Published on 15 Feb 2021
February 11th marked the UN International Day of Women and Girls in Science.
We are honoring women and girls in science, globally, by sharing stories of our own amazing female colleagues and their journey in the Maritime Industry.
In our 2nd ‘women in science’ series we interviewed Constanze von Brocke, LPSQ Superintendent at BSM Germany.
Read below as she explains more about her role in science and the maritime sector. Her passion about shipping and sciences is evident as she expressed the desire to grow within her role.
What is your academic background and was science your passion while growing up?
Since my childhood, I wanted to deal with vessels. This turned out to be exactly the right decision, although I am not coming from a traditional seafarer city and my friends could hardly understand my preference in shipping.
After spending some time as a trainee on a reefer vessel during a school vacation, I studied nautical science in a small village in Germany, called Elsfleth. In order to improve the safety on board vessels, I decided to write my Bachelor thesis about the implementation of new strategies in pirate defense. Until today I am very happy to have pursued my childhood dreams and don’t regret my decision although joining the industry in a downturn.
Please describe your role in your organisation and what you enjoy most about it.
I am the Team Leader & Superintendent of the LPSQ Department (Loss Prevention Safety Quality). The LPSQ Team consists of four team members. During my daily business, I work with various departments in our company to ensure that all ships and operations are performed in a safe and smooth manner according to the latest industry standards. Each case and incident investigation which we deal with involves nautical and technical knowledge.
It motivates me to find a solution for each situation that improves the protection of our seafarers on board and the environment. Our main goal is the safe operation of our managed vessels and that our seafarers come home safe and healthy.
How did you arrive at this role? (Was it your intention at a young age to always go into this industry?)
Due to the aftermath of the financial crisis and the following downturn in the marine industry, I couldn’t spend a long time at sea and thus started onshore as a superintendent assistant. Quickly after I got promoted to nautical and technical superintendent, I developed skills within an operations role and finally used this knowledge to make our operations safer in my current role as LPSQ Superintendent. Although I did not have the goal to work within the LPSQ environment at a young age I am very happy where I am now and am looking forward to grow further in this role.
How have you worked within the maritime sector to improve women’s role in the science field (e.g. technical, mathematical, architecture, IT) positions?
Our team is a mixed team. I do treat everyone the same, irrespectively of their gender. Within BSM I feel that genders do not matter, and I am equally supported and respected compared to my male colleagues. I do want to encourage women to take on roles within our field of specialization if they want to. However, I still see plenty of improvement possibilities within the maritime industry and chances to work on improving our openness to treating everyone the same and embracing gender equality.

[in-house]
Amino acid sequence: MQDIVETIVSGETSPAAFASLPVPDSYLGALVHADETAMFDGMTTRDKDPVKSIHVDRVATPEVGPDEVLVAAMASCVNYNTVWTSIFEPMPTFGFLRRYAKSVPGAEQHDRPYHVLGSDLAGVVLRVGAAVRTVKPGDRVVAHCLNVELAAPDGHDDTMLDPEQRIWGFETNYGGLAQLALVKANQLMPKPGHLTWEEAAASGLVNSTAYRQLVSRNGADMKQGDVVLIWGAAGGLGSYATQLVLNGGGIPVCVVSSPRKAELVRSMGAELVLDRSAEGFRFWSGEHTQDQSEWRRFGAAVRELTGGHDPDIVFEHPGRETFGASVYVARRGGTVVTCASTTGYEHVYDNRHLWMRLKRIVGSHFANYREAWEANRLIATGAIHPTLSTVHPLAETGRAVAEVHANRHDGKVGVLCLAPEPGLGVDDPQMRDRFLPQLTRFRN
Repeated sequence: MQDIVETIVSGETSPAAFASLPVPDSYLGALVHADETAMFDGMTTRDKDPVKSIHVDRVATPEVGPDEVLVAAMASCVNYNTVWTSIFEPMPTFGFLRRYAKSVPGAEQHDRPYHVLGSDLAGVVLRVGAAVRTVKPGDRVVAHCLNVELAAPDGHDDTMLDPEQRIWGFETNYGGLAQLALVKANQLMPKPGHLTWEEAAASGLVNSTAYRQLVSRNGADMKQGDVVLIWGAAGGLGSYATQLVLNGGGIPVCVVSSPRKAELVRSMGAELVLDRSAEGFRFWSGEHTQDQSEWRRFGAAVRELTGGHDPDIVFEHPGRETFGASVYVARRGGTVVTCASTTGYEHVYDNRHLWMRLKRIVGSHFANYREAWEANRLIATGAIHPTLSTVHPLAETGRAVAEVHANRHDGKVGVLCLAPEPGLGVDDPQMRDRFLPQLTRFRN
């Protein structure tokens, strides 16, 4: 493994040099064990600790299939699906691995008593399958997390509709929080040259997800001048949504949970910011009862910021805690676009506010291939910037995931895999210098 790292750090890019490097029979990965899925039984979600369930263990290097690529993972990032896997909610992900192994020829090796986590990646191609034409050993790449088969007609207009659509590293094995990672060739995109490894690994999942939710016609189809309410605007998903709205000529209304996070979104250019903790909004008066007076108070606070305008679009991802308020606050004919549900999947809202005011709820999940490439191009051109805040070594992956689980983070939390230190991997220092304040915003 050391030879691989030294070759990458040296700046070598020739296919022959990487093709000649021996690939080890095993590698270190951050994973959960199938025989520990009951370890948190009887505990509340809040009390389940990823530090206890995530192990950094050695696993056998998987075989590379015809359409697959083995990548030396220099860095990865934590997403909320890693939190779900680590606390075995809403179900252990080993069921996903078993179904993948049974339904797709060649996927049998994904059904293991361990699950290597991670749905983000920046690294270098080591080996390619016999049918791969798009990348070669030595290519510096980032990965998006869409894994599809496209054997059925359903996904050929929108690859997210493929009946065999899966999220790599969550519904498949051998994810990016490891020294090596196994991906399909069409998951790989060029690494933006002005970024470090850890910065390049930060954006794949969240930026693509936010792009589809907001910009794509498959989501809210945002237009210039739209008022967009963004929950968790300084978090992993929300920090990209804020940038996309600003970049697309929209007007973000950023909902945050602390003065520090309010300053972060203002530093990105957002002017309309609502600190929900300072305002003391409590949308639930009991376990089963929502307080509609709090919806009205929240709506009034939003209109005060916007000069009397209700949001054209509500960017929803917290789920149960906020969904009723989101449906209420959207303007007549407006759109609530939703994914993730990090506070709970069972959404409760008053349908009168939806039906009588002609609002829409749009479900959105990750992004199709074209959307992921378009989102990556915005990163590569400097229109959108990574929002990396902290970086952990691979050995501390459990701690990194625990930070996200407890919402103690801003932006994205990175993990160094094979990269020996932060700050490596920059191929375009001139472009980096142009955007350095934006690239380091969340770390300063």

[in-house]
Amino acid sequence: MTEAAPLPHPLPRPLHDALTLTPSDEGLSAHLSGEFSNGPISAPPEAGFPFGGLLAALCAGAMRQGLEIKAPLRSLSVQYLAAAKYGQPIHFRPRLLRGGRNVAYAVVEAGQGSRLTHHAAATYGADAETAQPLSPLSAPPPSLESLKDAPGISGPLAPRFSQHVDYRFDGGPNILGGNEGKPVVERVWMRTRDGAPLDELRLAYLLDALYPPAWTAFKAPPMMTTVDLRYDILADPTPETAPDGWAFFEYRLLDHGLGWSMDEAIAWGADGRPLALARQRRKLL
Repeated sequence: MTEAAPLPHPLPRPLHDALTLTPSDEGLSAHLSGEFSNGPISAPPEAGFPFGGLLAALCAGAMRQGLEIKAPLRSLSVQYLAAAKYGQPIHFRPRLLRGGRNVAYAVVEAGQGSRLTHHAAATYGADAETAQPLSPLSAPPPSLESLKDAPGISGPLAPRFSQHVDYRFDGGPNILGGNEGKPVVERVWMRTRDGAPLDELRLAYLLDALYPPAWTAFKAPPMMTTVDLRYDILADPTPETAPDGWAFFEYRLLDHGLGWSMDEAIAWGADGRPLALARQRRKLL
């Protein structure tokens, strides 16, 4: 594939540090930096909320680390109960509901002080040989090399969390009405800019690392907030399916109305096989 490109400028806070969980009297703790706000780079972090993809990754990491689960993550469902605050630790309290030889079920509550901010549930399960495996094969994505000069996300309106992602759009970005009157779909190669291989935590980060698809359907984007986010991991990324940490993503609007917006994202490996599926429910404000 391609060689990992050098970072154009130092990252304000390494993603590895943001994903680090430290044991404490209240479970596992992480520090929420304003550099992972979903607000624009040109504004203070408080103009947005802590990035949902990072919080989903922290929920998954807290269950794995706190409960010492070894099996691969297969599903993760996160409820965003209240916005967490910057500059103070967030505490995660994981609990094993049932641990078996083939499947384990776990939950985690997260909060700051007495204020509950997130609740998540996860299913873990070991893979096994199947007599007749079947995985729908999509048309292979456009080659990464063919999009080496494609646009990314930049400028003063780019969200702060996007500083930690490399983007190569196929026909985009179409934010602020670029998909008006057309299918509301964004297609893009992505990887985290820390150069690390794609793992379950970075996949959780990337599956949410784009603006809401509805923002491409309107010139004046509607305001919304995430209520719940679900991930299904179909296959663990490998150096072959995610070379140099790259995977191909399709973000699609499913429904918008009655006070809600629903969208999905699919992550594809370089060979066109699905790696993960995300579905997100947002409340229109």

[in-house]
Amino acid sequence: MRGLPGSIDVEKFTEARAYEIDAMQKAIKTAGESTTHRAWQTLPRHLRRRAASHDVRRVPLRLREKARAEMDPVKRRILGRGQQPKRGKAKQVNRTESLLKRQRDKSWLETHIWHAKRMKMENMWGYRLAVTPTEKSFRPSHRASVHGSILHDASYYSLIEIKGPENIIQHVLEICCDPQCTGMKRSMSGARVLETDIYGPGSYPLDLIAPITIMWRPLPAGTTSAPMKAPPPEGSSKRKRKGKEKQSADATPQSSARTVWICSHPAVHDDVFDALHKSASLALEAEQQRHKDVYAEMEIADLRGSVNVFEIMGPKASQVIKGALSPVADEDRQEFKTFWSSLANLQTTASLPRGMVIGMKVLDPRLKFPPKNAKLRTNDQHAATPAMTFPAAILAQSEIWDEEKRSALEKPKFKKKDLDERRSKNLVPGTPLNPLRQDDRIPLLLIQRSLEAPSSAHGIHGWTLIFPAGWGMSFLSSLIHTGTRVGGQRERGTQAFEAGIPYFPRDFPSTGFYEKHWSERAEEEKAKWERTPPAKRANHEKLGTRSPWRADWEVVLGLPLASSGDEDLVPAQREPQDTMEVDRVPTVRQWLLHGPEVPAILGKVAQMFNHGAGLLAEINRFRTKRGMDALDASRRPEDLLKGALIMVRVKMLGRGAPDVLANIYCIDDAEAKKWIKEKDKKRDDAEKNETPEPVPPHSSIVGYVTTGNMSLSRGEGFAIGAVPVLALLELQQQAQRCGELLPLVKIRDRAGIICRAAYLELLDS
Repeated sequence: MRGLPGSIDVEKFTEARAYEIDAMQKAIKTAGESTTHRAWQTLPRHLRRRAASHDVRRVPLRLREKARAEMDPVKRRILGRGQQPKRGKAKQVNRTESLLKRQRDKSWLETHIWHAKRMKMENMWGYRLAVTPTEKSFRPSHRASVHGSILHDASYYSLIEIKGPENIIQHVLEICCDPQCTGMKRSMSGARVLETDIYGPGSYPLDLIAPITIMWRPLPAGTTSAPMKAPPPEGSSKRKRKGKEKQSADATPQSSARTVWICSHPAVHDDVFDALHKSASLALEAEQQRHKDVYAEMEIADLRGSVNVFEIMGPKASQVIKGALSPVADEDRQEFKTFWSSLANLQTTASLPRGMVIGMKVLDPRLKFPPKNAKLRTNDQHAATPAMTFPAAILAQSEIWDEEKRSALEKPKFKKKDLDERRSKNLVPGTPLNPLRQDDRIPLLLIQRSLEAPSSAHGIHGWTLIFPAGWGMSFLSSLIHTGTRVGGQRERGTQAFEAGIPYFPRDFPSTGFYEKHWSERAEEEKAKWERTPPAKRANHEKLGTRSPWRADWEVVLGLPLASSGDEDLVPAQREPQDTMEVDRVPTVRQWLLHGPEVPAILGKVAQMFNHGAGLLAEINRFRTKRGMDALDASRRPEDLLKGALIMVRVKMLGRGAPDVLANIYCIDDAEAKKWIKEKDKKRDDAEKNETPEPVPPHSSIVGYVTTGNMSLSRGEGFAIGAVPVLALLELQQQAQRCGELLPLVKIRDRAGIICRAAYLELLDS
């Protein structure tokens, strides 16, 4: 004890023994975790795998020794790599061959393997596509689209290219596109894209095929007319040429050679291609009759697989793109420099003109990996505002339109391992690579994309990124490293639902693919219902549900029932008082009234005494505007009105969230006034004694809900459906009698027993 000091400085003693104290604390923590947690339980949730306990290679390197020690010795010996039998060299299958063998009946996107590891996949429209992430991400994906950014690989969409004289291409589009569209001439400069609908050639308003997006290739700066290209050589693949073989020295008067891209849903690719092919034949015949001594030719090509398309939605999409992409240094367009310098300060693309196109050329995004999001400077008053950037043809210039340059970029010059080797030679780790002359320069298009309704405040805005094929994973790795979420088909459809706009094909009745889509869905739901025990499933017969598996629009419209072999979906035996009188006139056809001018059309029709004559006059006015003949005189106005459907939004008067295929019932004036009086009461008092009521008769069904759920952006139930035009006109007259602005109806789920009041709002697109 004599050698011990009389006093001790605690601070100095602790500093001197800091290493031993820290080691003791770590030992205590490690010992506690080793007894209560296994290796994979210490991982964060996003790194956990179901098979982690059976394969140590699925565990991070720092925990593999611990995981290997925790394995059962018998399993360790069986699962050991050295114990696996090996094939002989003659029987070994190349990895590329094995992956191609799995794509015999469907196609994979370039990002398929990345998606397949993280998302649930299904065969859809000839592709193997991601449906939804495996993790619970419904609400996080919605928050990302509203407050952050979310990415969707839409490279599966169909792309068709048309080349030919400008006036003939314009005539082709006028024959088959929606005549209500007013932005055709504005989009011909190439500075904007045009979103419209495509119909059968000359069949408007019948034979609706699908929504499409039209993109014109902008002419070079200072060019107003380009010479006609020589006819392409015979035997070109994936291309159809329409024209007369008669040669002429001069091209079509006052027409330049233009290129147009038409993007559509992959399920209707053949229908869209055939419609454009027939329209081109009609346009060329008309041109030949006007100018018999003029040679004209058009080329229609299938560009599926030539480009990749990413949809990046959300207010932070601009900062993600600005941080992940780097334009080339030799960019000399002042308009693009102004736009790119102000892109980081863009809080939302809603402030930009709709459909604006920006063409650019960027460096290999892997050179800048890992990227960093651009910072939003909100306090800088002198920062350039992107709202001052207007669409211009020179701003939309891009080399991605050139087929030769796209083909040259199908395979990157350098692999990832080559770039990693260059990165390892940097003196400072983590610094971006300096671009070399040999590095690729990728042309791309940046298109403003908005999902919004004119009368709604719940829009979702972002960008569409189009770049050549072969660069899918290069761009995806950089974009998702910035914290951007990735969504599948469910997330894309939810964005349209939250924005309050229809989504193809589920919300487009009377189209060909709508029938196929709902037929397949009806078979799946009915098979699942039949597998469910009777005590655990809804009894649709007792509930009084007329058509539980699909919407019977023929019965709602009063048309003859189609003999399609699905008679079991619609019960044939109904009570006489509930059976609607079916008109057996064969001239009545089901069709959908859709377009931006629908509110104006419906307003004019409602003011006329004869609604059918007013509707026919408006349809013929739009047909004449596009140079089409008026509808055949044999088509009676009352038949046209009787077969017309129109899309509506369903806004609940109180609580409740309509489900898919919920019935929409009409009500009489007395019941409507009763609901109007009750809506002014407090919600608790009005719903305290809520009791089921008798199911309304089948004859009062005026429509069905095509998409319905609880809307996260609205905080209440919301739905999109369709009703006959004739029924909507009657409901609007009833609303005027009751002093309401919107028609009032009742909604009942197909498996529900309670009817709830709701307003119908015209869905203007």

How do you feel the field of science has embraced the talent and value of women? (Please feel free to elaborate on your personal experience here).
The shipping industry is still dominated by men which creates challenges to women. Often there are meetings where I am the only woman in the room. I do think that as a woman, we still need to prove ourselves, that we can provide the same quality and results as males, sometimes even with better results.
These moments, always give me the opportunity to show how well I can hold my own as a woman. I am happy to see that my company contributes to promote the skills of women in their ranks. Meantime we have female members in our management team who show that women are as equally as men able to participate in decision-making processes.
What excites you or interests you most about this industry and how does this motivate you?
The day to day business includes a lot of unplanned tasks. You never know in the morning what to expect during the day. It is my scope to find the right solution quickly and therefore guarantee the safety of our crew, the ship, and the environment. Furthermore, it is my duty to organise and manage the tasks within the team and keep a good team spirit. It helps that we are working as one, following the same goals to improve the different aspects as incidents, improving safety culture, training, environment, inspections, audits, etc. – this really motivates me. Additionally, I like the work with various people in our organisation which makes it enjoyable and exciting.
Please share something personal about you / your personal experience / achievements / challenges overcome that the reader may find interesting or inspire the future generation coming from this background into our industry.
Back to stereotypes: I like baking and cooking; spending my spare time trying out new meals and sweets. My mottos are always “No worries, we’ll manage” and “Where there’s a will there’s a way” – well that’s a very direct german translation. If you are interested in anything, do not give up and believe in yourself. You can do it, irrespectively of your gender! I am very happy with what I have done and achieved today, and I am very much looking forward to the future. I had supportive promoters during my present career which I am very thankful for as they stood by me in each challenge.